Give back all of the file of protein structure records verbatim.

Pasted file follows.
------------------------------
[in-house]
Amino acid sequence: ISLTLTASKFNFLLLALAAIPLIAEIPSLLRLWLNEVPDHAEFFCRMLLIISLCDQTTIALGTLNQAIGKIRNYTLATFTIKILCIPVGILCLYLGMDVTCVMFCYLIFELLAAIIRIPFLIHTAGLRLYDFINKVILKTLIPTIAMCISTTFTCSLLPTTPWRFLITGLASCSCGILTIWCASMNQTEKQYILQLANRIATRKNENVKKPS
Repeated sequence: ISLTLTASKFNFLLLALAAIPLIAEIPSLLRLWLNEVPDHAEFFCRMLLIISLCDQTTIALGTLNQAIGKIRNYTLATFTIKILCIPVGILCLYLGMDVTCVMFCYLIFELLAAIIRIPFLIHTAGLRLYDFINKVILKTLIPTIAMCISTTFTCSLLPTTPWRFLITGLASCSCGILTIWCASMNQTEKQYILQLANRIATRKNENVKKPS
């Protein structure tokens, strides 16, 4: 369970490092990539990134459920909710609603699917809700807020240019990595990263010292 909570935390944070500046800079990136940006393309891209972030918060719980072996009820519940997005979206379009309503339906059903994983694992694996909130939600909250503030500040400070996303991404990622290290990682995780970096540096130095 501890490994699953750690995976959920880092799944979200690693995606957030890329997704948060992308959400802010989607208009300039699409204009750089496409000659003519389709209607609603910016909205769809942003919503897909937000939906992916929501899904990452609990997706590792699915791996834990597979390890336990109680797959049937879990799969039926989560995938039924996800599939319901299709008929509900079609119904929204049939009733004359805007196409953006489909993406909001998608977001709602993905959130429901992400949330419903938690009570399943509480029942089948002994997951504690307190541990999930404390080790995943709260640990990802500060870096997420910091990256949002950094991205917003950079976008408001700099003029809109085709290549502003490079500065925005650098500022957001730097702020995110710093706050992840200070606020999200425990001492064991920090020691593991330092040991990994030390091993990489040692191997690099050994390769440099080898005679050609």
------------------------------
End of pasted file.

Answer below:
[in-house]
Amino acid sequence: ISLTLTASKFNFLLLALAAIPLIAEIPSLLRLWLNEVPDHAEFFCRMLLIISLCDQTTIALGTLNQAIGKIRNYTLATFTIKILCIPVGILCLYLGMDVTCVMFCYLIFELLAAIIRIPFLIHTAGLRLYDFINKVILKTLIPTIAMCISTTFTCSLLPTTPWRFLITGLASCSCGILTIWCASMNQTEKQYILQLANRIATRKNENVKKPS
Repeated sequence: ISLTLTASKFNFLLLALAAIPLIAEIPSLLRLWLNEVPDHAEFFCRMLLIISLCDQTTIALGTLNQAIGKIRNYTLATFTIKILCIPVGILCLYLGMDVTCVMFCYLIFELLAAIIRIPFLIHTAGLRLYDFINKVILKTLIPTIAMCISTTFTCSLLPTTPWRFLITGLASCSCGILTIWCASMNQTEKQYILQLANRIATRKNENVKKPS
């Protein structure tokens, strides 16, 4: 369970490092990539990134459920909710609603699917809700807020240019990595990263010292 909570935390944070500046800079990136940006393309891209972030918060719980072996009820519940997005979206379009309503339906059903994983694992694996909130939600909250503030500040400070996303991404990622290290990682995780970096540096130095 501890490994699953750690995976959920880092799944979200690693995606957030890329997704948060992308959400802010989607208009300039699409204009750089496409000659003519389709209607609603910016909205769809942003919503897909937000939906992916929501899904990452609990997706590792699915791996834990597979390890336990109680797959049937879990799969039926989560995938039924996800599939319901299709008929509900079609119904929204049939009733004359805007196409953006489909993406909001998608977001709602993905959130429901992400949330419903938690009570399943509480029942089948002994997951504690307190541990999930404390080790995943709260640990990802500060870096997420910091990256949002950094991205917003950079976008408001700099003029809109085709290549502003490079500065925005650098500022957001730097702020995110710093706050992840200070606020999200425990001492064991920090020691593991330092040991990994030390091993990489040692191997690099050994390769440099080898005679050609």